Lesson: Seriously — use what you have and don’t throw a fit. Don’t overthink it.
5. I can’t help but mention the music stands with the holes.
This really isn’t that big of a deal, but they look pretty cool, right? Probably what the studio had available. The holes make the stand lightweight yet still support the music.
Lesson: Cool stuff can inspire you.
6. Many musicians playing with one ear headphones.
Not sure if these belong to the studio or are personal. This is probably for everyone to hear the click track to match the animation precisely.
The one ear technique tells me they are committed to listening to others but also agreeing to go the same place.
Lesson: Listen carefully to others. Don’t tune everyone else out.
7. The Disney spokespeople wear name tags during their interview, but not while they’re hanging out in the control room
I can just hear the person directing the short video letting each person know, “don’t forget to bring your badge to wear when we film you!”
Lesson: Represent your brand whether you have on your name tag or not.
8. There’s a TV in the main tracking room
This is probably here so the orchestra can glance over at the animation rendering as they’re playing. Even though the fireworks are not over their head, each musician has the opportunity to future think their work and understand how their specific role plays a part in the end product.
Lesson: Think about where your work will end up in 5 years from now.
9. A piece of cardboard is placed on the stand to make it easier to read/play long sheets of orchestral music. Genius.
Lesson: Make inexpensive adjustments to get the job done.
10. The conductor sees a preview of the animation and the measure number | beat number on a display above his score.
Lesson: Everyone plays their unique part. Without the conductor’s attention to detail here, the music would not match the animation.
11. Analog Mixing Console
This is a classic analog mixing console (custom build Neve) used in many famous recording studios. Legend Chris Lord Alge calls these things dinosaurs.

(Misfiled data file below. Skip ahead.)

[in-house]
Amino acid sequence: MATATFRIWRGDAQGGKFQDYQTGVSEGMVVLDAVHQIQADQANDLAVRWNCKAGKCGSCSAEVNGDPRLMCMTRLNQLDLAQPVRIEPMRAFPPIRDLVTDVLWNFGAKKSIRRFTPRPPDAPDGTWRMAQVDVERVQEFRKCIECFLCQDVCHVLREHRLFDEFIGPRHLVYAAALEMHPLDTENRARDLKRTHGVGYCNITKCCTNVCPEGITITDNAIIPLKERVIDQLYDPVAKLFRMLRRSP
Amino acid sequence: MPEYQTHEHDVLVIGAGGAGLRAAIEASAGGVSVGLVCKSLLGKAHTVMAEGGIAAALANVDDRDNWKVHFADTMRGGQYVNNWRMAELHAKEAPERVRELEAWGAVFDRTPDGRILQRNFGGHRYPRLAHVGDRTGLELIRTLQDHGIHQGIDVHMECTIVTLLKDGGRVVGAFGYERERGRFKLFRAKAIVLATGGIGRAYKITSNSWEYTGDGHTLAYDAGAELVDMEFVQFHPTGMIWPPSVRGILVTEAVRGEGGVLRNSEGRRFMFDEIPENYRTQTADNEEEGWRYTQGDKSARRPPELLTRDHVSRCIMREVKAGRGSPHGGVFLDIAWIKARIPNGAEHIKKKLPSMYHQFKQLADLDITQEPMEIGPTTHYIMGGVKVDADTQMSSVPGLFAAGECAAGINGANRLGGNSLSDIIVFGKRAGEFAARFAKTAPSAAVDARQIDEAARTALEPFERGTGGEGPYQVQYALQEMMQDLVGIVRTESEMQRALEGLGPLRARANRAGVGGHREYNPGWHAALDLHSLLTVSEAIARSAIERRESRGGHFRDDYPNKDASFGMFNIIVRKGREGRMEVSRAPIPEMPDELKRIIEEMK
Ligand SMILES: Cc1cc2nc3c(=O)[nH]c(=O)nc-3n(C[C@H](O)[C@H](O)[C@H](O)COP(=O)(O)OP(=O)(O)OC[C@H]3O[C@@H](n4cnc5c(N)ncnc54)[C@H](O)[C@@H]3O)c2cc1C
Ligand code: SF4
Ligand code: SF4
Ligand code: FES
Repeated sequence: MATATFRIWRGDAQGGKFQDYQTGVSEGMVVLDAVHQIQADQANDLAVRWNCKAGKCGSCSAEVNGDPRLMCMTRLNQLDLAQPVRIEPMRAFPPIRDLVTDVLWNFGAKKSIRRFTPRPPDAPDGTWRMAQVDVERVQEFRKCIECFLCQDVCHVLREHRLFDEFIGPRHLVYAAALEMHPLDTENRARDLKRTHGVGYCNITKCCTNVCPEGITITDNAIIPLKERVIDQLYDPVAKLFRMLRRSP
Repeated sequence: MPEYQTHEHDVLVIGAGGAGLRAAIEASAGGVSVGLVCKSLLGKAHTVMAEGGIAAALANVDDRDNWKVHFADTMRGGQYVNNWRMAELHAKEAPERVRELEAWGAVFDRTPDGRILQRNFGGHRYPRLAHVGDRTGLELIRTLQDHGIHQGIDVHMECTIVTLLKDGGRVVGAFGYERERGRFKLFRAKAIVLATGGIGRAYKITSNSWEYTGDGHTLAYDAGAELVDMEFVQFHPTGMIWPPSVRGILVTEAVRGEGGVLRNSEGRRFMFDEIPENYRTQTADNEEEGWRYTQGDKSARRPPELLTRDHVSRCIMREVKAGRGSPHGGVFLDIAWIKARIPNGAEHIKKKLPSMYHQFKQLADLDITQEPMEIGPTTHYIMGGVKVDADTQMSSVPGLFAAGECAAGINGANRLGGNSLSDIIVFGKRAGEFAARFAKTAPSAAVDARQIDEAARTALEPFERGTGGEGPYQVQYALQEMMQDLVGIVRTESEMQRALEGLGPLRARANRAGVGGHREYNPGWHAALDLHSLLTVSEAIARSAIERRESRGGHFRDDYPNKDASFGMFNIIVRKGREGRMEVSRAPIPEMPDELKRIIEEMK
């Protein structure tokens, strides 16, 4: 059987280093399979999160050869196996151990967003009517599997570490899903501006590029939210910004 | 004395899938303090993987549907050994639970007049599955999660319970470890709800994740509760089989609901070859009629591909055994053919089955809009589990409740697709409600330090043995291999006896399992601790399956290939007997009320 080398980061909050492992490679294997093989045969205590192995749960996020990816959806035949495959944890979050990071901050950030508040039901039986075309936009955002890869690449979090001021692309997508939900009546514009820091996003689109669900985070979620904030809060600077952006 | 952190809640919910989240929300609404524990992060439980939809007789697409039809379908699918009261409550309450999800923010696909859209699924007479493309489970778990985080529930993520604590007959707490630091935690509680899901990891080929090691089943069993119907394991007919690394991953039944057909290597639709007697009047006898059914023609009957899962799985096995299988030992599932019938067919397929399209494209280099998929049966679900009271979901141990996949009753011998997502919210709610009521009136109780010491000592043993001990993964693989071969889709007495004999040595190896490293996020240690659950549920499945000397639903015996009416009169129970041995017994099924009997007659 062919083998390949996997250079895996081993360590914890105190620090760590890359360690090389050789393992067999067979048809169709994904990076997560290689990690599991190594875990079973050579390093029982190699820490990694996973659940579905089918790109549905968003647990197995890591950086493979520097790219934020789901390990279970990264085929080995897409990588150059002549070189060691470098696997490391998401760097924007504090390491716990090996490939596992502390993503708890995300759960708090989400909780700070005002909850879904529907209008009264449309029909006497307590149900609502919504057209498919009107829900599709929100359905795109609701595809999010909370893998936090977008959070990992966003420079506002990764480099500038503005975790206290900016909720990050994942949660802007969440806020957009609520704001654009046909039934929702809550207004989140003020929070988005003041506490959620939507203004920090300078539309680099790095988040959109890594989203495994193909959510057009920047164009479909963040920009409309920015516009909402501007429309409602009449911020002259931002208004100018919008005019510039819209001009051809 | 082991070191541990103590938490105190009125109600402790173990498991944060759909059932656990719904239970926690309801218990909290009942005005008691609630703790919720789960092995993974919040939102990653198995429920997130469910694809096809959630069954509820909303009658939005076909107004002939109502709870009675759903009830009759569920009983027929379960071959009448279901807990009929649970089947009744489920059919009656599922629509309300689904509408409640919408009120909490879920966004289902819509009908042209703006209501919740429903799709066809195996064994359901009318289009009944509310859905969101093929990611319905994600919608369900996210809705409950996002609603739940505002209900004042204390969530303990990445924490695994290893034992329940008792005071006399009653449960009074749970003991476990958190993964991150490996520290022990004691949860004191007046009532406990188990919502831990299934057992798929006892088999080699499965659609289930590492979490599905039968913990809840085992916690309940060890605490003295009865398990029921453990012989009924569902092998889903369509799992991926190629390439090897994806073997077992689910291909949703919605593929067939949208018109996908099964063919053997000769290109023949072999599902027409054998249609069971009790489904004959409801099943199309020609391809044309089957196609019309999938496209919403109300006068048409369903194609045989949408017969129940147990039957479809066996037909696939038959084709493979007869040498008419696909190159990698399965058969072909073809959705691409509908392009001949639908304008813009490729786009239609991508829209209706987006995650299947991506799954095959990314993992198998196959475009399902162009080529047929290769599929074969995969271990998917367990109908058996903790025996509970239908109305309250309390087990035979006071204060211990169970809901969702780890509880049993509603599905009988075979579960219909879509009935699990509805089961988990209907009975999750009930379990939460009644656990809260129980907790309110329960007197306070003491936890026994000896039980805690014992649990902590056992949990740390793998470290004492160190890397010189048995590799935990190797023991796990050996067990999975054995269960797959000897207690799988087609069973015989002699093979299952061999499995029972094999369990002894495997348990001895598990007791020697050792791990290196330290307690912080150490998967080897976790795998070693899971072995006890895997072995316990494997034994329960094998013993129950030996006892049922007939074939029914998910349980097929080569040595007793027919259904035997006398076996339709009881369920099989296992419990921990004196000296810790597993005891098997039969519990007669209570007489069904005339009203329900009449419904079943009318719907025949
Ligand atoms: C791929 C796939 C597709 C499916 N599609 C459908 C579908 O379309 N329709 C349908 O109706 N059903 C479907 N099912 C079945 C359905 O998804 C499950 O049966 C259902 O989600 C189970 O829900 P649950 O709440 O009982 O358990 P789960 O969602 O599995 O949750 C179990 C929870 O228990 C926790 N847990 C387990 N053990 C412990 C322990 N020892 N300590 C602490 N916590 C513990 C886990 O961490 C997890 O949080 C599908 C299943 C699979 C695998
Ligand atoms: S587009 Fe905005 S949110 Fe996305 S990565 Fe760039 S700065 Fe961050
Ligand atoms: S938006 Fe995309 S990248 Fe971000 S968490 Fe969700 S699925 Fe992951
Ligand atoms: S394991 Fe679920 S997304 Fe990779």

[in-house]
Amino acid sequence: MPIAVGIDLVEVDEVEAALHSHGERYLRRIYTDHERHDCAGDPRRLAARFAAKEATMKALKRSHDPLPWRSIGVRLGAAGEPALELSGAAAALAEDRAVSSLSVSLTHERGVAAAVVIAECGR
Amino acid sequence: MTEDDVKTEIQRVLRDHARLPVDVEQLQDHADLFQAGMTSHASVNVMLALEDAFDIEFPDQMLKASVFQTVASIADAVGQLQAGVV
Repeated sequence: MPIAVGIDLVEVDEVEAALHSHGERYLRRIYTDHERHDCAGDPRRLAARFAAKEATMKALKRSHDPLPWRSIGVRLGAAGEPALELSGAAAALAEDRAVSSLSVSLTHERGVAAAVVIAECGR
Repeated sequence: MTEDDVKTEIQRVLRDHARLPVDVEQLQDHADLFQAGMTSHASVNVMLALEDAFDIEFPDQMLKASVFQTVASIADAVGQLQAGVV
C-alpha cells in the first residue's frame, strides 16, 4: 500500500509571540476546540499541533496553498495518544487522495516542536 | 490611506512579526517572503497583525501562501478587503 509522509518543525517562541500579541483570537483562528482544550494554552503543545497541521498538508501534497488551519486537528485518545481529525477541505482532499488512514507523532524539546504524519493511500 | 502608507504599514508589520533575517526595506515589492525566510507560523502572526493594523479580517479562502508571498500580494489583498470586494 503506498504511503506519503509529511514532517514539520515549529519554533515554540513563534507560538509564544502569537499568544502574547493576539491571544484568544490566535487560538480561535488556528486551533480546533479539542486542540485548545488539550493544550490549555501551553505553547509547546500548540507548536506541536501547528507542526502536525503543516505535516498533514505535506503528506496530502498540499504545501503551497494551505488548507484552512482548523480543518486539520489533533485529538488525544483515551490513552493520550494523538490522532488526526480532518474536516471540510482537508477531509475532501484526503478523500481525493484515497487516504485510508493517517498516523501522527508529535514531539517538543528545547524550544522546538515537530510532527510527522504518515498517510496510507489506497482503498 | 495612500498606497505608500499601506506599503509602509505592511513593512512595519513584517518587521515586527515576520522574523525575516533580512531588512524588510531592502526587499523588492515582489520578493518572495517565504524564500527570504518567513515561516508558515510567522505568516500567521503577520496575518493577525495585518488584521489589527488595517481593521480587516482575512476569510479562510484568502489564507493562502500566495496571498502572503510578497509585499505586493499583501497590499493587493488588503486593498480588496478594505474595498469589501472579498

Lesson: Old stuff works just as good as the new. (Mixing engineers will debate this all day long. Just go with it.)
12. Lexicon reverb
Another old-school piece of analog gear. It’s 2017 and we’re still using a piece of gear from the 70s (or earlier?). Google Lexicon 480L for more info.
Lesson: Tried-and-true works.
13. Protools session is one take — not overdubbed
On the computer screen, you’ll notice that the orchestra is being recorded using many microphones, but the song isn’t overdubbed (at least not yet). The entire song is played as one take. What you hear is what they really performed.
Lesson: Contrary to popular belief, it is possible to be THAT good. Strive for excellence.
14. In the control room, everyone follows along with their copy of the score in a colored binder.
Lesson: Have everyone follow the same map. Then, you’ll probably reach the same destination.
15. Slack is being used in Chrome on someone’s Macbook Pro
Lesson: Find productivity tools that work. Use them to get work done.
16. Slack is in the dock of an artist’s computer
Lesson: Standardize your communication channels.
Hopefully, you enjoyed that closer look. I could have gone on to talk about how the guy in #16 drives a Honda and uses an iPhone. I could have talked about Ikea furniture all around. But, I’ll leave a few more easter eggs for you to find.
What other things did you see in this video?